When George and Mary Roba moved into the first home they had ever owned, the town of Paulina and the surrounding areas that formed the core of the Paulina community - Beaver Creek, Supplee (Upper Beaver Creek), Wolf Creek, Paulina Valley and Rabbit Valley were settled by ranchers. Most of Roba's neighbors were cattlemen, but he, the Listers, O'Neil and a few others raised sheep.
   The town of Paulina was founded in 1870 and named for Chief Paulina, a renegade Paiute Indian of the Walapi tribe of Snake Indians. A post office was established in 1880, but there were only a few buildings, one being the home of the first postmaster, John F. Bowen. It also served as a make-shift blacksmith shop. The closest store was in Prineville, 56 miles west and supplies were sold by travelling peddlers who also acted as disseminators of news throughout the county. Paulina itself would have no school until 1906, but Paulina Valley, nine miles north, below the Roba Ranch, had a school in 1898. It was located in a vacant house that had been owned by a bachelor. This was the school where Joseph and Anna (and later, Mary) would attend and where they would learn English from their teacher, Miss Ida Priday. Two Claypool boys, from the Claypool ranch located below the Roba's, also attended school there.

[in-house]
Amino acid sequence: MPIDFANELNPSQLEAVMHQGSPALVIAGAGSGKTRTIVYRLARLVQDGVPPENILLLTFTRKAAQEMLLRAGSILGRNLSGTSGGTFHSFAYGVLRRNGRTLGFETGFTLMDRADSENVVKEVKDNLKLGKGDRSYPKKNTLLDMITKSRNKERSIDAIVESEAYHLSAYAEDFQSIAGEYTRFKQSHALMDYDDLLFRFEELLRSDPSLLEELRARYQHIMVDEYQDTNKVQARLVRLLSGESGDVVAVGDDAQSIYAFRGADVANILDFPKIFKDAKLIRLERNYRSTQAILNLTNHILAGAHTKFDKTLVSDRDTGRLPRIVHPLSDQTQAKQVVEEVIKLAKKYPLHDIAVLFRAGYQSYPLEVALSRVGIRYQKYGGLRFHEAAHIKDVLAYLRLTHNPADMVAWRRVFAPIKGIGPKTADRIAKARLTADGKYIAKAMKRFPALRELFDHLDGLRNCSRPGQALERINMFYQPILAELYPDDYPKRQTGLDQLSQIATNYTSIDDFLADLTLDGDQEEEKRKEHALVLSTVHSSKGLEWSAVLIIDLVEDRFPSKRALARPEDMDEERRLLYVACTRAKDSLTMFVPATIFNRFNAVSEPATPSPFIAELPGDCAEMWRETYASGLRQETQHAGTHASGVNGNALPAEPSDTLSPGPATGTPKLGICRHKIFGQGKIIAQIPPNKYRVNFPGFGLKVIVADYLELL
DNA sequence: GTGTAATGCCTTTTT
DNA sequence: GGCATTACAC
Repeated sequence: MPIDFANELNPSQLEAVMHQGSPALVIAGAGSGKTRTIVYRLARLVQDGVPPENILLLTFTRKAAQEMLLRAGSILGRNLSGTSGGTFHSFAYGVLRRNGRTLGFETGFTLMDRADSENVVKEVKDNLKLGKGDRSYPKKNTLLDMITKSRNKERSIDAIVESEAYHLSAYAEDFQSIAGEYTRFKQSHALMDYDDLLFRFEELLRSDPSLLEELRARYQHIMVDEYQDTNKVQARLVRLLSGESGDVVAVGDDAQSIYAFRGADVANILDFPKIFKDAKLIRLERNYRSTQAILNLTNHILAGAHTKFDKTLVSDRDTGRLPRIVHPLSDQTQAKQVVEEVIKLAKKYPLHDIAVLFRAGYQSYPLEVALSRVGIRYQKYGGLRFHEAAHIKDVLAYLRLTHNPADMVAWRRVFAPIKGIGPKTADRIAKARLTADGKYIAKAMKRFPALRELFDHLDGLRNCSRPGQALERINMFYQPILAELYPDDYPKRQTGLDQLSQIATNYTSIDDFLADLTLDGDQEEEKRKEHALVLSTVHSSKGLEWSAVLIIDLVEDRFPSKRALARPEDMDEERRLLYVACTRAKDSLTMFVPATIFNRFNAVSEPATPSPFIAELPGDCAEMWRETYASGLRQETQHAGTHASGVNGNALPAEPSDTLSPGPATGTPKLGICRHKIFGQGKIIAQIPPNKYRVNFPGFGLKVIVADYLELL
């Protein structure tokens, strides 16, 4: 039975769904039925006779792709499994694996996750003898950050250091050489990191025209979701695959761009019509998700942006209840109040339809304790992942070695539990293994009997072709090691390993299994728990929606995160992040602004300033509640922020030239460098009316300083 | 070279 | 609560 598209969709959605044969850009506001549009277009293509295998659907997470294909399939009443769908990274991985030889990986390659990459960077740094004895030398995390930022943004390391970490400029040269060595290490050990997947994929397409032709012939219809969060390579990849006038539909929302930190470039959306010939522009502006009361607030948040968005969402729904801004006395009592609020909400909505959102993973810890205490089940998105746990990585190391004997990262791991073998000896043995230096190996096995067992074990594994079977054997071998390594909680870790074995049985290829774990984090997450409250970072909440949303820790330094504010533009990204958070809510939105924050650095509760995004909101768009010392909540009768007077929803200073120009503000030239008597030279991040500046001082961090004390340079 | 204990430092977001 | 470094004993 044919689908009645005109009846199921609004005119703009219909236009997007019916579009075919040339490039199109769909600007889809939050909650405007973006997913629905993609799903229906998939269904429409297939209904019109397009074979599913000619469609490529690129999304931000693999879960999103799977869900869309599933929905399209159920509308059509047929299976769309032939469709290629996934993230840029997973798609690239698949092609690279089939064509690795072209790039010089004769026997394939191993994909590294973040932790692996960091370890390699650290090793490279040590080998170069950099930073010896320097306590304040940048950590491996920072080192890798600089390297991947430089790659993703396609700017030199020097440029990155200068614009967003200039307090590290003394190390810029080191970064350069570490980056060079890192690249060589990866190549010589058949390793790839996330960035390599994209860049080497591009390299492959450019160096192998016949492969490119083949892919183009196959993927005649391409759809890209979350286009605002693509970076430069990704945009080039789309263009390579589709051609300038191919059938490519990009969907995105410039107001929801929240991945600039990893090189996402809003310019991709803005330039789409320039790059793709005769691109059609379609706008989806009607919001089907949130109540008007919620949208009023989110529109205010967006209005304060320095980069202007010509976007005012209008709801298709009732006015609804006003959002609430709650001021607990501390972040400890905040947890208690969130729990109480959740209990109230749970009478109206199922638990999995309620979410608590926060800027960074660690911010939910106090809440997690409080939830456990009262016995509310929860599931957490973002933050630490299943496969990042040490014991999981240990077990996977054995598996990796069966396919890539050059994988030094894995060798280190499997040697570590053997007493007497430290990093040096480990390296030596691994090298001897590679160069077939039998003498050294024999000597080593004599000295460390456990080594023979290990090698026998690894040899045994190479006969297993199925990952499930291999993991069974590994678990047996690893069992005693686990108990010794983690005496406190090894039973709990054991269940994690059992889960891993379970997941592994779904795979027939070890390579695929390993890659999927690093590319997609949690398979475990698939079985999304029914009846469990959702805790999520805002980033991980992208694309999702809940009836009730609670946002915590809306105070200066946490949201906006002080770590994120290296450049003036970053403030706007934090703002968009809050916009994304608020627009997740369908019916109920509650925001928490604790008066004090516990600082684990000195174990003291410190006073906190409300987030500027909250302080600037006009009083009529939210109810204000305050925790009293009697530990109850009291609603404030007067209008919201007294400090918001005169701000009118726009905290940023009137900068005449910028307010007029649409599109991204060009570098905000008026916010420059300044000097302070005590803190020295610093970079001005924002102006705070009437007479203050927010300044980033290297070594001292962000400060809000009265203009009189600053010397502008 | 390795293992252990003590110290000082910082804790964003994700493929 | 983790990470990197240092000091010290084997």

Until 1896, the Paulina area was a close knit community of ranchers, with families dependent on, and supportive of, one another. George Roba and his family were well liked, and Roba a blocky, square shouldered man with friendly dark brown eyes and a large handlebar mustache was always among the first to lend a helping hand to any neighbor in need. Although he was just five feet seven inches tall, at 160 pounds he was as strong as much larger, well muscled men.